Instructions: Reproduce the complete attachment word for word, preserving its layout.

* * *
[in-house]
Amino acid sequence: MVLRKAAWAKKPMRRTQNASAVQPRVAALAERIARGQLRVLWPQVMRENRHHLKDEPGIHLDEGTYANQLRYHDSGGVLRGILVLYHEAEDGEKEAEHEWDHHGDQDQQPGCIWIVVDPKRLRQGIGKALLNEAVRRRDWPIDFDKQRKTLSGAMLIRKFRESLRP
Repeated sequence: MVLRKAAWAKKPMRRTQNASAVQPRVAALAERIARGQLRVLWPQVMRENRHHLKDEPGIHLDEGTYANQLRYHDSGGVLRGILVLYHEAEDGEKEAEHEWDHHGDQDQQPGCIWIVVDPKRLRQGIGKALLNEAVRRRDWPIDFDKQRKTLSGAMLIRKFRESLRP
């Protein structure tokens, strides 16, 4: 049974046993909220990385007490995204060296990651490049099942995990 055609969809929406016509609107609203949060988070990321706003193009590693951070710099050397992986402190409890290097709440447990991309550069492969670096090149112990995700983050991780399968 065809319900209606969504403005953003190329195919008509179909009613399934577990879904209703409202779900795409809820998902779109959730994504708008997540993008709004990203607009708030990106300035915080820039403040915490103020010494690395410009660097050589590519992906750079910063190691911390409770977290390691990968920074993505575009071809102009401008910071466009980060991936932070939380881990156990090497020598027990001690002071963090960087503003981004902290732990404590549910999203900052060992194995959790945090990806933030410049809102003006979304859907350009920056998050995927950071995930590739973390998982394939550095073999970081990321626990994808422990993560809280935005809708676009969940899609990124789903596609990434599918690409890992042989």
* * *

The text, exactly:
[in-house]
Amino acid sequence: MVLRKAAWAKKPMRRTQNASAVQPRVAALAERIARGQLRVLWPQVMRENRHHLKDEPGIHLDEGTYANQLRYHDSGGVLRGILVLYHEAEDGEKEAEHEWDHHGDQDQQPGCIWIVVDPKRLRQGIGKALLNEAVRRRDWPIDFDKQRKTLSGAMLIRKFRESLRP
Repeated sequence: MVLRKAAWAKKPMRRTQNASAVQPRVAALAERIARGQLRVLWPQVMRENRHHLKDEPGIHLDEGTYANQLRYHDSGGVLRGILVLYHEAEDGEKEAEHEWDHHGDQDQQPGCIWIVVDPKRLRQGIGKALLNEAVRRRDWPIDFDKQRKTLSGAMLIRKFRESLRP
């Protein structure tokens, strides 16, 4: 049974046993909220990385007490995204060296990651490049099942995990 055609969809929406016509609107609203949060988070990321706003193009590693951070710099050397992986402190409890290097709440447990991309550069492969670096090149112990995700983050991780399968 065809319900209606969504403005953003190329195919008509179909009613399934577990879904209703409202779900795409809820998902779109959730994504708008997540993008709004990203607009708030990106300035915080820039403040915490103020010494690395410009660097050589590519992906750079910063190691911390409770977290390691990968920074993505575009071809102009401008910071466009980060991936932070939380881990156990090497020598027990001690002071963090960087503003981004902290732990404590549910999203900052060992194995959790945090990806933030410049809102003006979304859907350009920056998050995927950071995930590739973390998982394939550095073999970081990321626990994808422990993560809280935005809708676009969940899609990124789903596609990434599918690409890992042989």